Wind chimes produce clear, pure tones when struck by a mallet or suspended clapper. A wind chime usually consists of a set of individual alloy rods, tuned by length to a series of intervals considered pleasant. These are suspended from a devised frame in such a way that a centrally suspended clapper can reach and impact all the rods. When the wind blows, the clapper is set in motion and randomly strikes one or more of the suspended rods– causing the rod to vibrate and emit a tone.

The pitch of said tone is governed by the length of the rod, but the perceived loudness is affected by many determinants: the force of the clappers impact, the alloy’s density and structure, and the speed and direction of the wind (to name a few). Also affecting the loudness is the lack of resonating chamber or hard connection between rods and frame. The chime would certainly be louder, for instance, if the rods were built with the inclusion of small chambers containing a volume of air whose fundamental harmonic was the same as that of the rod– when struck, the rod would transfer vibration to the enclosed air as well as directly to the atmosphere, resulting in a louder tone. A hard connection between rods and frame would also accomplish this result somewhat; the vibrations of each separate rod would be commuted to the others, resulting in more vibrating surface area (and hence, more volume).

The transmission of the chime’s sound without the abovementioned alterations is quite simple; each rod releases longitudinal waves radically from its longest axis (excepting deviances caused by deformation or impurity of the metal), which travel until they are absorbed or reflected by an independent surface. These waves travel at a speed governed by the temperature of the atmosphere– the colder the air, the more immediate the transmission.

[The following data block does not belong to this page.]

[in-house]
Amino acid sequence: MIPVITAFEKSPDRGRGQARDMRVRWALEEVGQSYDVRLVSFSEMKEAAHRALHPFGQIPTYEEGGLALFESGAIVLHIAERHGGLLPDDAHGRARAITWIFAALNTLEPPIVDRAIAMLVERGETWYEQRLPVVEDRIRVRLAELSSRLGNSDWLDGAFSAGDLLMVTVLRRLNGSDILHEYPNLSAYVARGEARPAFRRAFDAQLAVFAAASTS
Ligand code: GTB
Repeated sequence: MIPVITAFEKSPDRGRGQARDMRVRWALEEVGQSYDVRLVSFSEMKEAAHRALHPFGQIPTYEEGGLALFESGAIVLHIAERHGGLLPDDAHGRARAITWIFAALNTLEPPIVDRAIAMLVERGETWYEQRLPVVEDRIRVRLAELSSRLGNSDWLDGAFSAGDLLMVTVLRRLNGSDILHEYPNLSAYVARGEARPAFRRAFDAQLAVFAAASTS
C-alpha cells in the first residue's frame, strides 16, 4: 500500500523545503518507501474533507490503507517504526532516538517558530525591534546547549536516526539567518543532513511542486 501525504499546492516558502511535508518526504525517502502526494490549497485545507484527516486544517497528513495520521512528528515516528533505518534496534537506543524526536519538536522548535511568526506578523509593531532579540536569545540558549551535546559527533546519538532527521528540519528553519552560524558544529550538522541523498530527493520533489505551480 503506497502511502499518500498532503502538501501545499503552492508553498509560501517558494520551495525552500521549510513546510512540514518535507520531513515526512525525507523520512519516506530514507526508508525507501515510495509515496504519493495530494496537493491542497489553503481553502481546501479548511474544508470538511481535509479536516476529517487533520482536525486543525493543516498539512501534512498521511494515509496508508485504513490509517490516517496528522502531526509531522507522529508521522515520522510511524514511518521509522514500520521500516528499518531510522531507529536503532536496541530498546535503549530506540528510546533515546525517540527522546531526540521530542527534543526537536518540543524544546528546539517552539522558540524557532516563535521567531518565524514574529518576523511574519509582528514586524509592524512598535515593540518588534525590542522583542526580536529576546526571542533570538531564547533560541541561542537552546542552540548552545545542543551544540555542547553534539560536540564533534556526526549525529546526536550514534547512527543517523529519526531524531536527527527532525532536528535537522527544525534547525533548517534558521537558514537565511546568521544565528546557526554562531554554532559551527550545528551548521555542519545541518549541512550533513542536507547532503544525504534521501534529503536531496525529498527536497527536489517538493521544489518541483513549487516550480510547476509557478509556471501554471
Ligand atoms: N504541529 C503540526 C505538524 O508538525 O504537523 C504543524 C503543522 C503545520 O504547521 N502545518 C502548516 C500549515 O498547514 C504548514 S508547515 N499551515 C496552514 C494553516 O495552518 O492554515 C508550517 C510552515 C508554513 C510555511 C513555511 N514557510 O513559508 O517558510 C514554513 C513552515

The waves that are not absorbed can be perceived by the human ear; of equal importance to the directly intercepted waves are those reflected before interception, as these allow an animal or human to identify the physical relationship of self to sound-emitter. These intercepted waves (reflected or not) are processed by the ear in an amazing process.

Sound waves vibrate the ear-drum, causing the minute movement of three microscopic bones (hammer, then anvil, then stirrup) in the middle ear. The bone chain, having transferred air vibration to physical vibration, systematically disturbs the fluid (perilymph) in the inner ear (cochlea). Hair cells along the basilar membrane (which runs the length of the cochlea) perceive the disturbances and interpret them as auditory signals to be transmitted to the nervous system. With pure tones such as those created by a wind chime, certain groups of hair cells are agitated more than others– and the position of that group along the basilar membrane can be directly correlated to the relative pitch of the tone.

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